Wildlife Field Visit, Malham Tarn Boardwalk, 22nd May 2018

Our three previous visits to this site, all in the month of August, were all abandoned before we ever got near to the boardwalk area! The plan this time was (A) go at at different time of year & (B) start at the boardwalk, rather than the mire at the southern end of the tarn. The plan worked perfectly as we had a dry day with warm sunshine throughout. There was however a keen north-easterly breeze which always kept the temperature below 20C.

The temperature was high enough however to tempt out lots of Orange Tip & Green-veined White butterflies. We also saw several Four-spotted Chaser dragonflies and Large Red Damselflies. Luckily we also managed good views of a solitary Green Hairstreak. The site doesn't hold much of its bilberry foodplant so only supports a small colony.

We heard lots of birdsong but they stayed mostly hidden from view. We did though manage to see a Sedge Warbler and a Tree Pipit. A few of us were very lucky to see a Short-eared Owl burst out of the undergrowth and just as quickly vanish out of sight. We didn't know what the large raptor was until we were told a few minutes later by two birders that they had just seen a shortie!

Whilst we were sat on the boardwalk having our lunches we were passed by a very large and well marshalled group led by two folk we know very well; Hugh and Lisa Firman. The group were all staying at Scargill House, a religious retreat near Kettlewell which our group has visited several times.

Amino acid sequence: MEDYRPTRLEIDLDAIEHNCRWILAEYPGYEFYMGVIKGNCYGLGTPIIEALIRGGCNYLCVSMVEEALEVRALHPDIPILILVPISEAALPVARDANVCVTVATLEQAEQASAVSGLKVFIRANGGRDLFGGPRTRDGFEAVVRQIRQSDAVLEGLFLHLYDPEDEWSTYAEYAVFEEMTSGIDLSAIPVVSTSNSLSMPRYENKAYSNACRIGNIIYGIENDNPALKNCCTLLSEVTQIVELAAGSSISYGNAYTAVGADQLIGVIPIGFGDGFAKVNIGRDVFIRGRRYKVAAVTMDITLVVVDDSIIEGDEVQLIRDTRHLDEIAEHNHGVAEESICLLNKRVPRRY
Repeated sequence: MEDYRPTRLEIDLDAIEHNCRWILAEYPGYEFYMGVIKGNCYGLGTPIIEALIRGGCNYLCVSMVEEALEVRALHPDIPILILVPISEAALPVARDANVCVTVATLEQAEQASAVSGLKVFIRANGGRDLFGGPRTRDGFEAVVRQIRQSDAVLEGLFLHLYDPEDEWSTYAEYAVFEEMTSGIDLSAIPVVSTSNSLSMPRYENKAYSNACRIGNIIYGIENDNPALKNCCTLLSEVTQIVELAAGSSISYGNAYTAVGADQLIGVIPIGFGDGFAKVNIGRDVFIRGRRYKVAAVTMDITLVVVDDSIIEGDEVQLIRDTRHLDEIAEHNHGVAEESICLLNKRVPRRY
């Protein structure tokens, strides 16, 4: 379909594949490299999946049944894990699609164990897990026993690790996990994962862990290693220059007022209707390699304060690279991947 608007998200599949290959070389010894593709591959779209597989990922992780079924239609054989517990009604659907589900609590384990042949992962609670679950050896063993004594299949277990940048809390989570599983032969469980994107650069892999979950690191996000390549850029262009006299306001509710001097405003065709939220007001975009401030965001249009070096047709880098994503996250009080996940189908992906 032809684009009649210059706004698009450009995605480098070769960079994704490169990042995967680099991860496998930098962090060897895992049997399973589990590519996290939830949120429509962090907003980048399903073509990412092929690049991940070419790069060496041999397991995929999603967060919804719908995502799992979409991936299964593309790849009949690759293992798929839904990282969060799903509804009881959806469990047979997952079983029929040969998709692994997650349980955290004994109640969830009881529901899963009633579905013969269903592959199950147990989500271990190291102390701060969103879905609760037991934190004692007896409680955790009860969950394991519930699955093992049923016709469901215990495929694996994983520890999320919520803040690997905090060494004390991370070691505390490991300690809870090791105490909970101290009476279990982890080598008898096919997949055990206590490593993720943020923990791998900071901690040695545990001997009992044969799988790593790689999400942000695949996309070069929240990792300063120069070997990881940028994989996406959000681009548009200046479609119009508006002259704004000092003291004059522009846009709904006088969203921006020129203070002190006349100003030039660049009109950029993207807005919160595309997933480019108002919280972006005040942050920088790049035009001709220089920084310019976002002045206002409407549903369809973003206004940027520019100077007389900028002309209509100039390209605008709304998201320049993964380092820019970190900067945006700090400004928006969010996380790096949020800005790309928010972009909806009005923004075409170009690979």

The boardwalk goes over Tarn Moss and Tarn Fen. Although set in a limestone area, a raised bog with an acid-loving flora has developed, so the site is botanically exceptional. Alice and Joan recorded 60 plants in flower plus 6 ferns and emerging Water Horsetail. These included Early Purple Orchids,Globe Flower, Bogbean, Cranberry, Sundew, Marsh Marigolds, Marsh Valerian and Lousewort plus English Scurvy Grass and Dioecious Sedge (both newplants for our two botanists). Additionally they also encountered an odd form of Water Avens just as they had done a week earlier at Threshfield Quarries.

We left the site at 14:30 and headed a short distance to the sink hole area near the large car park, hoping to see the Yellow Wagtails which nest there every year. Alas, no luck on that front! but we did get to see Mountain Pansies, Birdseye Primrose and Meadow Pipits. We left for home at 14:50.

Many thanks go to our joint drivers, Stuart and Sue. We also welcomed two newcomers, Sue and Jean who we first met when we visited Denso Marstons in April. Hopefully, if they enjoyed their day out, they will join us again. See the photos here. 

John Gavaghan

 

Comment.  The peculiar Water Avens flowers we have seen on our last two visits are not hybrids. They are caused by naturally occuring mutations. It seems that there are many more of them this year than is normal. Alice.

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